Causes and consequences of signal divergence across species


I am broadly interested in why signals differ across species and the consequences of this variation for important evolutionary processes, such as the evolution of reproductive isolation, cooperation, and sensory biases.

I've used a variety of songbird systems to answer these questions:

What factors lead to signal divergence across species?

How do individuals come to recognize the (variable) signals of other species?

What mechanisms focus learning onto relevant signals?

I am currently a postdoctoral researcher at Uppsala University working with Anna Qvarnström. In 2012, I completed my PhD in Trevor Price's lab at the University of Chicago and, from 2012-2014, completed a NSF research fellowship in Anna Qvarnström's lab in Uppsala.

Contact me at: davidjameswheatcroft "at" gmail "dot" com

Associative learning and the evolution of alarm calls

During my PhD work, I studied the formation of cooperative anti-predator groups comprised of individuals from many species, called mobs, that are formed when surrounding birds are attracted to characteristic calls signaling alarm. In multi-species communities, the formation of mobs depends on individuals from one species recognizing the calls produced by co-occurring species.

Calls generally vary greatly across even closely related species (Wheatcroft and Price 2013, 2014), potentially because they are also used in a variety of species-specific contexts that may promote divergence across species (Wheatcroft 2015). Despite dissimilarity across species, a combination of learning (Wheatcroft and Price 2013) and recognition of common acoustic features allows widespread communication (Wheatcroft and Price 2013, 2014; Wheatcroft 2015).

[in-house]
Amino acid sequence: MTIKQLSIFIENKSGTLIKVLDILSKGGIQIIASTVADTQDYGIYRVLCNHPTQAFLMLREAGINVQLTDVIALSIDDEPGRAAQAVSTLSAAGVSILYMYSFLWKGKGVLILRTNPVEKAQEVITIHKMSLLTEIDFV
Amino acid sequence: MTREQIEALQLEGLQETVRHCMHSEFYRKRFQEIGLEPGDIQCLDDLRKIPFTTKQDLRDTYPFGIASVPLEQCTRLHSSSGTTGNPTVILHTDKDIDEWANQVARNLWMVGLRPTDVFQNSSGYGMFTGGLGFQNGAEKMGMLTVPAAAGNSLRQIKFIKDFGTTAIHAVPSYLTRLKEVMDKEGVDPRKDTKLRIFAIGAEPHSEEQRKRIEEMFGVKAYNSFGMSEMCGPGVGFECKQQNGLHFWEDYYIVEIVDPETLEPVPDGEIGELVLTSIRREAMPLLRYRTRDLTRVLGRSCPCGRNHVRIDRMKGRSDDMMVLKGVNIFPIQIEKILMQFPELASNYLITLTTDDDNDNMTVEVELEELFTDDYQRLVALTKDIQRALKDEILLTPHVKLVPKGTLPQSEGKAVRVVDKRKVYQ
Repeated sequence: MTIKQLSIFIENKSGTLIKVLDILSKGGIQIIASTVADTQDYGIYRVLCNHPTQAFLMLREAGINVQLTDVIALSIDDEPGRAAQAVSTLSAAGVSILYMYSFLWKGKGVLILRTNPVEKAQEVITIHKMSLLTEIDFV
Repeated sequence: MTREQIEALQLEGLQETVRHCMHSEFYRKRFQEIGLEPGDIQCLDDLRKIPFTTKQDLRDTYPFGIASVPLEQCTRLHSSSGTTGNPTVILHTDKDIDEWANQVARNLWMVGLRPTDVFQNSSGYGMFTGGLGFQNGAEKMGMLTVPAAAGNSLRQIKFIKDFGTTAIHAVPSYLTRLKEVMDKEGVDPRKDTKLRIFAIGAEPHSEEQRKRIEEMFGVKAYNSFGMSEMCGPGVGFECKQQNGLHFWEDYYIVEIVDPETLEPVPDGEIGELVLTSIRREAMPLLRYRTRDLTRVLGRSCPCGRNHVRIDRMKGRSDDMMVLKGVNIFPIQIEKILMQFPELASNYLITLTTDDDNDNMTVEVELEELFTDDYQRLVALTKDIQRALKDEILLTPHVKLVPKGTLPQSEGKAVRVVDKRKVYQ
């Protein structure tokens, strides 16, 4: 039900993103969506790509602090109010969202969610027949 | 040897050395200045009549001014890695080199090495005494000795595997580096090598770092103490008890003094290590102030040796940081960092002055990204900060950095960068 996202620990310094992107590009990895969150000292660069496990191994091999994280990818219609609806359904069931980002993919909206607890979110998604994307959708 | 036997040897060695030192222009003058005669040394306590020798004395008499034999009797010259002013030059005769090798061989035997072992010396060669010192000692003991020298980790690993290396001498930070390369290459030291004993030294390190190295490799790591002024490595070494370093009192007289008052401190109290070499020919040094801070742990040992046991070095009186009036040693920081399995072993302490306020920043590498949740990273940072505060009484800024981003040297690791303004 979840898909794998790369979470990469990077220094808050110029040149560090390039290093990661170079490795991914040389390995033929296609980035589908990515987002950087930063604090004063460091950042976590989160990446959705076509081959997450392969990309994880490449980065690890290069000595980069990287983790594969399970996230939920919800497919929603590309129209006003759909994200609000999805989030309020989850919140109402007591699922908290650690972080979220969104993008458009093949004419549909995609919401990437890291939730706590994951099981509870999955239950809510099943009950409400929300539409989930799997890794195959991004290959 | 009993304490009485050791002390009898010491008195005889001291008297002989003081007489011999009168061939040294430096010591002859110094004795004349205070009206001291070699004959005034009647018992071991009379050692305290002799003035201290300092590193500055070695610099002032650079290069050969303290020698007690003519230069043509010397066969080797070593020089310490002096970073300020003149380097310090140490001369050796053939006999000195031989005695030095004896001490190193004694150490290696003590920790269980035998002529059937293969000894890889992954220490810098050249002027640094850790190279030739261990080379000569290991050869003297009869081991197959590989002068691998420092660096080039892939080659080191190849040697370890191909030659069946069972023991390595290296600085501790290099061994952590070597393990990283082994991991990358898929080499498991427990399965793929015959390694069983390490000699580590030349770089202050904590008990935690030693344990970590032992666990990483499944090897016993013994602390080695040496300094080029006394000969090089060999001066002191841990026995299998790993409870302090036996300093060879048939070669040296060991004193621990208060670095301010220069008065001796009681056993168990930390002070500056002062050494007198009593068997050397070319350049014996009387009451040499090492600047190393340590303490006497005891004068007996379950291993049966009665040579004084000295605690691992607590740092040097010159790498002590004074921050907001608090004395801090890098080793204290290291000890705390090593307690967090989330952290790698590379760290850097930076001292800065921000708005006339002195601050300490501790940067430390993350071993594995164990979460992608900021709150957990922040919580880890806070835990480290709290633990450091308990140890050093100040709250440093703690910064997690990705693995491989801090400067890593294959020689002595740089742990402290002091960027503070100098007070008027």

My work also addressed the evolutionary rate of alarm calls using recently developed methods to compare rates of evolution of multiple traits shared by the same species. We demonstrated that the number and variety of receivers may strongly influence the rate and nature of signal divergence: alarm calls directed at a narrower set of receivers evolve at slower rates than those directed at a more diverse set of receivers (Wheatcroft and Price 2014). In extreme cases, communication between a pair of species may even promote call convergence through copying or mimicry (Wheatcroft and Price 2013).
2) Innate auditory predispositions, song learning, and speciation

Learning is thought to underlie the tremendous diversity in songs across songbird species by increasing transmission errors and by fixing rare variants through cultural conformity. Remarkably, despite the variability introduced by learning, adults almost invariably produce and prefer species-specific songs, implying that the learning process is at least partly guided.

I am using playback experiments, acoustic analysis, and neurobiological methods to study the genetic and neural basis of auditory predispositions in two species of closely related, co-occurring songbirds, the pied (Ficedula hypoleuca) and collared flycatcher (F. albicollis).

First, to establish the social and genetic influences on early auditory discrimination, I play back songs to very young nestlings raised from the embryonic phase either by their natural parents or by adults from the other species and compare the nestlings' activity in response to songs from both flycatcher species. In addition, in collaboration with Eryn MacFarlane, we are using measurements of metabolic rate to determine the earliest developmental stages during which song responses develop.

Second, I have played back songs to adult males from both flycatcher species in sympatry, where both species co-occur, and to pied flycatchers in allopatry, where each flycatcher